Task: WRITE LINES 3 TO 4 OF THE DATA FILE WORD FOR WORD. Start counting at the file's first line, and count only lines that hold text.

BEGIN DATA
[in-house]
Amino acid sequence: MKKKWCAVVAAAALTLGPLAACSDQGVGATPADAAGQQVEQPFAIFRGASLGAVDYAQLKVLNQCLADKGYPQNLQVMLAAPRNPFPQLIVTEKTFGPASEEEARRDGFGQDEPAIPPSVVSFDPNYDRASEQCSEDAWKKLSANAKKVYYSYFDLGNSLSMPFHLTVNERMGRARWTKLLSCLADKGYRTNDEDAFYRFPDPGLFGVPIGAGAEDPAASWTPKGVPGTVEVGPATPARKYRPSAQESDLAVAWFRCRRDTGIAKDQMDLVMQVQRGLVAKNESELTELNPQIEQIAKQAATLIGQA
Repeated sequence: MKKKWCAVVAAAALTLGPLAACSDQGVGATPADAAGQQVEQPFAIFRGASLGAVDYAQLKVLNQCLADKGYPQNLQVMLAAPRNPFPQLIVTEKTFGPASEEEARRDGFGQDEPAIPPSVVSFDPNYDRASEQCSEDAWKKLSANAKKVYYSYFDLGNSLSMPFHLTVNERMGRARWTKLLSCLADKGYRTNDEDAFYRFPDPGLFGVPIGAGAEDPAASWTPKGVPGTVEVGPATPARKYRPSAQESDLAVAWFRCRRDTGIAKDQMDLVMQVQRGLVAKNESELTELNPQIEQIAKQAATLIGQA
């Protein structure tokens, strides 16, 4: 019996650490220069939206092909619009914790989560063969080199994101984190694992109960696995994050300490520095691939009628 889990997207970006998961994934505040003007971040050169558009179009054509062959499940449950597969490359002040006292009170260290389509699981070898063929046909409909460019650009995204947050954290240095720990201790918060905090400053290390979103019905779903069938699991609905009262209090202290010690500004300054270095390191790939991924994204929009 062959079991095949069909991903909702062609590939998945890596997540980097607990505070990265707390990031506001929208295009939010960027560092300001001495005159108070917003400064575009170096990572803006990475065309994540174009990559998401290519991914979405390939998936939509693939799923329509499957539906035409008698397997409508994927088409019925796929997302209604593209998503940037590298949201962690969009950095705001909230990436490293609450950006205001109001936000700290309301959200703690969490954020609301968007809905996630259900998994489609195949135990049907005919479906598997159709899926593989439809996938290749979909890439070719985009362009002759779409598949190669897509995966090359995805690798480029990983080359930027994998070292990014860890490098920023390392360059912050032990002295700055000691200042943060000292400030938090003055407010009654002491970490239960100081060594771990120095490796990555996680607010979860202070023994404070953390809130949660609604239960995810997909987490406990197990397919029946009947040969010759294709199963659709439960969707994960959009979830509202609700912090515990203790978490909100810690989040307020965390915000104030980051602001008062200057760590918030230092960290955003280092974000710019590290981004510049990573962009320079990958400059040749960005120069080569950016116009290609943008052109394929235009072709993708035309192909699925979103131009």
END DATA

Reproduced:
Repeated sequence: MKKKWCAVVAAAALTLGPLAACSDQGVGATPADAAGQQVEQPFAIFRGASLGAVDYAQLKVLNQCLADKGYPQNLQVMLAAPRNPFPQLIVTEKTFGPASEEEARRDGFGQDEPAIPPSVVSFDPNYDRASEQCSEDAWKKLSANAKKVYYSYFDLGNSLSMPFHLTVNERMGRARWTKLLSCLADKGYRTNDEDAFYRFPDPGLFGVPIGAGAEDPAASWTPKGVPGTVEVGPATPARKYRPSAQESDLAVAWFRCRRDTGIAKDQMDLVMQVQRGLVAKNESELTELNPQIEQIAKQAATLIGQA
């Protein structure tokens, strides 16, 4: 019996650490220069939206092909619009914790989560063969080199994101984190694992109960696995994050300490520095691939009628 889990997207970006998961994934505040003007971040050169558009179009054509062959499940449950597969490359002040006292009170260290389509699981070898063929046909409909460019650009995204947050954290240095720990201790918060905090400053290390979103019905779903069938699991609905009262209090202290010690500004300054270095390191790939991924994204929009 062959079991095949069909991903909702062609590939998945890596997540980097607990505070990265707390990031506001929208295009939010960027560092300001001495005159108070917003400064575009170096990572803006990475065309994540174009990559998401290519991914979405390939998936939509693939799923329509499957539906035409008698397997409508994927088409019925796929997302209604593209998503940037590298949201962690969009950095705001909230990436490293609450950006205001109001936000700290309301959200703690969490954020609301968007809905996630259900998994489609195949135990049907005919479906598997159709899926593989439809996938290749979909890439070719985009362009002759779409598949190669897509995966090359995805690798480029990983080359930027994998070292990014860890490098920023390392360059912050032990002295700055000691200042943060000292400030938090003055407010009654002491970490239960100081060594771990120095490796990555996680607010979860202070023994404070953390809130949660609604239960995810997909987490406990197990397919029946009947040969010759294709199963659709439960969707994960959009979830509202609700912090515990203790978490909100810690989040307020965390915000104030980051602001008062200057760590918030230092960290955003280092974000710019590290981004510049990573962009320079990958400059040749960005120069080569950016116009290609943008052109394929235009072709993708035309192909699925979103131009």